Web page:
Wednesday, November 17, 2010

Leonid Meteor Showers at Peak

We are lucky to live where we do, for a number of reasons, but one big one is for the awe inspiring views of the night sky and the meteor showers we are blessed with from time to time. Being on the top of a mountain, mostly away from city lights, gives us the perfect perch from which to study the stars.

There isn't a night that goes by that we don't see a shooting star or two (and several satellites) if we happen to be outside but a few times a year we are treated to some spectacular displays. One of those displays is happening right now. The Leonids. The Leonid meteor showers get their name because they appear to come from the constellation Leo and they streak across the sky every year around this time. "The shower is caused by material left behind the comet Tempel-Tuttle when it passes near Earth's orbit during its regular trip through the solar system."

In years past we have seen some amazing fireballs race across the sky, leaving long,  shimmering tails in their wake. They are a sight to see.

"The annual Leonids should be at their best through Nov. 18, according to skywatching experts. Avid meteor gazers graced with clear skies may see between 15 and 20 meteors per hour.

"Skywatchers should look toward the constellation Leo in the eastern sky to see "shooting stars" from the Leonids, which appear to radiate out of the constellation. The best time to try to see the Leonids are in the last two or three hours before sunrise, when the moon has set."

One of these days I'll get the gear I need to do my own astrophotography but for now I'll have to settle for the above photos from Astronomy Picture of the Day.

Friday, November 12, 2010

Nuts? I Don't Think So.

Who Needs Nuts When You Can Eat Mushrooms?

As I was fetching more wood from our wood pile I came across several rather large stashes of dried mushrooms, carefully gathered from the forest and hidden there by one of our resident squirrels. I hated to disturb his winter food stores so I tried to carefully put them back where I found them, all the while being loudly scolded by said squirrel as he watched me from a nearby tree. I know we will continue to disturb his precious mushrooms as we deplete the wood pile over the winter but I hope he will be able to find them again when the snow gets deep and food is scarce.


I told this story a couple of weeks ago on "Do You See What I See,"  my friend Dianne's photo blog, when she posted this photo. Her photo reminded me of the above photo I took several years ago in a Denver park.


To see more nature photos click on the link below.

Saturday, October 2, 2010

"Winter Chickadee" Chosen for Calendar

My photo, "Winter Chickadee", was chosen as the January selection for the 2011 Seasons of Our Mountains calendar!

Thanks to all those who voted for it!

I'll post ordering information for the calendar as soon as it becomes available.

Click on image for purchasing options for this photo.

Friday, September 17, 2010

"Winter Chickadee" Selected as Calendar Finalist

 A Walk on the Wild Side #4

One of the photos I submitted for the 2011 Seasons of Our Mountains calendar contest was chosen as a finalist!

"Winter Chickadee"

The full color calendar offers a different image each month unique to Evergreen, Conifer, and surrounding communities and is published as a benefit for the Mount Evans Hospice in Evergreen.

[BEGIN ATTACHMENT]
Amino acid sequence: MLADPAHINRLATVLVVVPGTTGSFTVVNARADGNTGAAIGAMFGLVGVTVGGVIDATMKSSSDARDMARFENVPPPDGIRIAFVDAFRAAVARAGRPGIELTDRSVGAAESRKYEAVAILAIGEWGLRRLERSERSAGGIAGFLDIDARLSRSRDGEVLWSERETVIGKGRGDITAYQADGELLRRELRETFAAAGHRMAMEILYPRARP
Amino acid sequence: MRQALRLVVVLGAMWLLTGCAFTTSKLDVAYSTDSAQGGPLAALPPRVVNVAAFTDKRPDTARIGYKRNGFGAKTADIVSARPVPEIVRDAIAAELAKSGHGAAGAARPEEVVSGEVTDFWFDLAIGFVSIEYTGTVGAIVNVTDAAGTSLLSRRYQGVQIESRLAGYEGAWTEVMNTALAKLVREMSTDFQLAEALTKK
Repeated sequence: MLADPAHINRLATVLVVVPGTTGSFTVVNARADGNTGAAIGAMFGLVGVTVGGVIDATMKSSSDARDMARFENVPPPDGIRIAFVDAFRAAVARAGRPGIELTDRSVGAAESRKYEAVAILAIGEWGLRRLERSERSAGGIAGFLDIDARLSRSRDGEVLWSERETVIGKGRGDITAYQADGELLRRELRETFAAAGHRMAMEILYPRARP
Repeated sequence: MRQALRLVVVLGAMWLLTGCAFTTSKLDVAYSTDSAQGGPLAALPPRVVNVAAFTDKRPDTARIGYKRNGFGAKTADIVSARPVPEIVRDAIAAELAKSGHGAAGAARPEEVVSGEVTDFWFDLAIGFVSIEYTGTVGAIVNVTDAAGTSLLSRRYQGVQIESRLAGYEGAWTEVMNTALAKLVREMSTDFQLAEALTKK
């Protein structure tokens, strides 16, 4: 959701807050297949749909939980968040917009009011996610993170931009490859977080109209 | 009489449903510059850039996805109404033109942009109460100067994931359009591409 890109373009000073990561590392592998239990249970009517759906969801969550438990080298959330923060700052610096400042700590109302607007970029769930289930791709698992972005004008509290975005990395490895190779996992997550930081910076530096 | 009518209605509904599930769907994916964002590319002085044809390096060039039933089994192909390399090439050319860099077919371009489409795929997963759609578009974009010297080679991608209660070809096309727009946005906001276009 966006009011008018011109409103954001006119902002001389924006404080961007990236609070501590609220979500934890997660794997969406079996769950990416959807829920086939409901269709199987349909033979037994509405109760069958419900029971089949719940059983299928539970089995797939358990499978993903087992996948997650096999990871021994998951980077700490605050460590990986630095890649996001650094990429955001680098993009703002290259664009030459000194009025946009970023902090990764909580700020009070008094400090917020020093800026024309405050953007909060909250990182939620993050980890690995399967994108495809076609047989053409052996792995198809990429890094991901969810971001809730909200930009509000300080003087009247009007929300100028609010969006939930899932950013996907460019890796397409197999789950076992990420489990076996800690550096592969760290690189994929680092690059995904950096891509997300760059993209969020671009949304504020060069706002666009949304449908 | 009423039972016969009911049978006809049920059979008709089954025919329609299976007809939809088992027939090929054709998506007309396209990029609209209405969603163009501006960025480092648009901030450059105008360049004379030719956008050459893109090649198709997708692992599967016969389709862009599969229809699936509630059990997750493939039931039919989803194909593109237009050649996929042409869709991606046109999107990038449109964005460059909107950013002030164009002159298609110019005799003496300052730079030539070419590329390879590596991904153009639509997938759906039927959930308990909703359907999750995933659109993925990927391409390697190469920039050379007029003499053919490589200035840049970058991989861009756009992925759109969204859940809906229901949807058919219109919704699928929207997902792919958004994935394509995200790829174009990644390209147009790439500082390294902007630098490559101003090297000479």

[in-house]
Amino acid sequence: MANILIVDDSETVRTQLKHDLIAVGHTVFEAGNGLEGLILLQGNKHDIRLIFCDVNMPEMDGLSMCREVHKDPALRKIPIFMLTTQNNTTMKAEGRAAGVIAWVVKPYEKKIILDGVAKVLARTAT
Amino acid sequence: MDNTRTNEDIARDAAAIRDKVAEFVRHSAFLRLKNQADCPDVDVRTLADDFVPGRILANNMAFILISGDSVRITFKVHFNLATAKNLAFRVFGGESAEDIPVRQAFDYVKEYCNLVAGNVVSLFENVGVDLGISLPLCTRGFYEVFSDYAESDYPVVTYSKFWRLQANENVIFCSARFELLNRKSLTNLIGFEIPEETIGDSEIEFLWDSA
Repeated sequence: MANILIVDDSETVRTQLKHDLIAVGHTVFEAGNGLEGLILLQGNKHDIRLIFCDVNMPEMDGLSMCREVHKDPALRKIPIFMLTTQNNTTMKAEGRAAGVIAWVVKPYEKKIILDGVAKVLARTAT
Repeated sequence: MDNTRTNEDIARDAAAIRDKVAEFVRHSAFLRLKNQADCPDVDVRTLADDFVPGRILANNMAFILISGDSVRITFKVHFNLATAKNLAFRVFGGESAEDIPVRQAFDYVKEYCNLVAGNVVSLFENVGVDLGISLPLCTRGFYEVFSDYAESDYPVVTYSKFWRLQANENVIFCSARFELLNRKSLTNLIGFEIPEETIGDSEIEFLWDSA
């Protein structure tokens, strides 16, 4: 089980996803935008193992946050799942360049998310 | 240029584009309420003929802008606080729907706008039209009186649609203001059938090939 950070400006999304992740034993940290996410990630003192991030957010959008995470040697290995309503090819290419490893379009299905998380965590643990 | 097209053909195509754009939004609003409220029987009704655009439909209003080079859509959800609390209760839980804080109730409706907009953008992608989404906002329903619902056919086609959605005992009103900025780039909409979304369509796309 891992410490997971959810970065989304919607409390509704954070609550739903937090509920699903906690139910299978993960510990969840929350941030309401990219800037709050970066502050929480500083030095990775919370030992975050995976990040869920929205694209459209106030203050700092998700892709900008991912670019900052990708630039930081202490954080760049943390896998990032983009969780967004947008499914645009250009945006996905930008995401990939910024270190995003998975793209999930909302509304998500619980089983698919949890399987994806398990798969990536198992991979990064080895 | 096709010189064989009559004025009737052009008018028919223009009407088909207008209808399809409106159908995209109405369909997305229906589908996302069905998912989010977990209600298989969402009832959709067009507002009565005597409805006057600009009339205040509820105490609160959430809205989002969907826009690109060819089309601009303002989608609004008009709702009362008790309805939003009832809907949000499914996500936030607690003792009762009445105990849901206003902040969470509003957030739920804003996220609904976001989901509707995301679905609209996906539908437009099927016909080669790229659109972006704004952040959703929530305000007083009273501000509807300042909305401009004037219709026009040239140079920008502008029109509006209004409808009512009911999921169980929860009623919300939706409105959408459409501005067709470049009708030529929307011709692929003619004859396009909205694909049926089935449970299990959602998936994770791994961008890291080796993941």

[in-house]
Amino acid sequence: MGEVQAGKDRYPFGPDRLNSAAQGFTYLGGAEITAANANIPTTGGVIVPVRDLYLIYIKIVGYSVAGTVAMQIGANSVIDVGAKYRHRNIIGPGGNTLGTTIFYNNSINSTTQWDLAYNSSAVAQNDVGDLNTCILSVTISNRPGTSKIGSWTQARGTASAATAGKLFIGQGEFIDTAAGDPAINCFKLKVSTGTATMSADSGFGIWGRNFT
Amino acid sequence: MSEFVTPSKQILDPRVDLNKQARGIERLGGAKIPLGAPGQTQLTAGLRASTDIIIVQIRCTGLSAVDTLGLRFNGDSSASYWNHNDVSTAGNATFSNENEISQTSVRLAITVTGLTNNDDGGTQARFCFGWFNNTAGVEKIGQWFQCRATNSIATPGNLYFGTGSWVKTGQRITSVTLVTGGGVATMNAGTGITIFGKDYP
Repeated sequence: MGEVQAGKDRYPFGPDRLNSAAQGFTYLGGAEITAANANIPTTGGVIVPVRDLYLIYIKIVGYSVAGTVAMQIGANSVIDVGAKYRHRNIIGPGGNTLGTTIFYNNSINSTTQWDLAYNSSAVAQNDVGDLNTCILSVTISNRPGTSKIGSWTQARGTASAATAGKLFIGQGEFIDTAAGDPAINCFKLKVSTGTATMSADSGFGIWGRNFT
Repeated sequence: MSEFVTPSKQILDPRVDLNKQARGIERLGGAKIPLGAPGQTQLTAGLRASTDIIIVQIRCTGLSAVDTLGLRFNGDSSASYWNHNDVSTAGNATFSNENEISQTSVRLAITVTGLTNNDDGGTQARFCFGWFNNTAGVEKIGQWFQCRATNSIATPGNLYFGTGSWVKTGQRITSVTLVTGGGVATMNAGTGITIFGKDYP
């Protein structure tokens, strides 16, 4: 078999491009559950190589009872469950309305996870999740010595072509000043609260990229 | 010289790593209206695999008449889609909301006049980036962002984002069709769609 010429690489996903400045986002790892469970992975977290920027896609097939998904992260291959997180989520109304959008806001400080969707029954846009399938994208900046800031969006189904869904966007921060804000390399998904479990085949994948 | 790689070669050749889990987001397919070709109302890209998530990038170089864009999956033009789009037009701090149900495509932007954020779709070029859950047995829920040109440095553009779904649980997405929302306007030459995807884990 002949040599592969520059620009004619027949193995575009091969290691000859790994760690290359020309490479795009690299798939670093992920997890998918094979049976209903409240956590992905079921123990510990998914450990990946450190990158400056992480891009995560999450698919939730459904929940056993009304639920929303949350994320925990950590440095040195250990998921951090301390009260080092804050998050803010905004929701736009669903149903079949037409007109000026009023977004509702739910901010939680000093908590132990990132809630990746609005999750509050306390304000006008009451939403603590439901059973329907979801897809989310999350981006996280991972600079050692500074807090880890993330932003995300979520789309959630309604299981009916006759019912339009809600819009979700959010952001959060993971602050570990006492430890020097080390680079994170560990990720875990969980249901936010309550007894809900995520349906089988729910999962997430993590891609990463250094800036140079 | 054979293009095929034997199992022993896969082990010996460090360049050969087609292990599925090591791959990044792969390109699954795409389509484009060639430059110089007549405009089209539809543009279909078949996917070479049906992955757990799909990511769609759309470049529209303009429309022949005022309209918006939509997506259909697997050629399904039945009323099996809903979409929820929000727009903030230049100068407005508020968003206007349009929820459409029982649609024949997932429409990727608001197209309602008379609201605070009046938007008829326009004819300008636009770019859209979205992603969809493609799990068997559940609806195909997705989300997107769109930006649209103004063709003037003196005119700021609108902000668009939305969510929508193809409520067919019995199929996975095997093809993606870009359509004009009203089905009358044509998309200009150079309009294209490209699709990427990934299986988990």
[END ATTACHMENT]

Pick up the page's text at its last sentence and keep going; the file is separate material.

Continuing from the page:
If you live in the area please be
sure to vote for your favorite photos! 

Finalist selections and voting forms can be found in the September 15th editions of the Canyon Courier and High Timber Times. All 24 photos will be on display through September 29th at Evergreen National Bank, where you can also cast your vote. Votes must be received by September 29th.

Wish me luck! The competition is tough--there are some really outstanding photos in the final running. I wish they had them displayed online for my out-of-area friends but you can see last year's photos by clicking on the link below.

Click on image for purchasing options for this photo.

Monday, September 13, 2010

And Now the Reservoir Road Fire

Mountain Living #7

Another Type 1 wildfire is burning in the mountains west of Loveland. The fire started Sunday morning and quickly grew to 600 acres by the end of the day. It is now estimated at around 900 acres and is 20-25% contained. Luckily calm winds are helping to keep the fire from spreading too quickly at the moment.

A 9 News helicopter captured this image of a burning A-Frame Sunday.

Two homes have been lost in this fire and 159 homes have been lost in the Fourmile Canyon Fire, which was at 87% containment last night.

Who would have thought we would be dealing with wildfire in September? It's been unusually dry the past month or so, however, with extremely low humidity (4% the other day) and no rain in sight. I'm even hoping for a repeat of last September about now.

Update as of Friday September 17, 2010

The Fourmile Canyon fire area (fully contained on Monday) will opened to the public at 6 p.m. today almost two weeks after the fire broke out. 

The Reservoir Road fire is now 100% contained with local authorities taking control of the fire today.

The fire danger continues to be extreme.

Wednesday, September 8, 2010

Mountains Still on Fire

Mountain Living #6

The Fourmile Canyon Fire has been downsized today but containment still remains at 0%. Of the 93 structures that burned, 50+ were homes. (Update: 159 homes have been lost in this fire.)

It looks like rain here today. I hope it falls soon, and in great amounts. . .

Stuart O'Steen captured some frightening video of the blaze at night.

Tuesday, September 7, 2010

Mountains on Fire

Mountain Living #5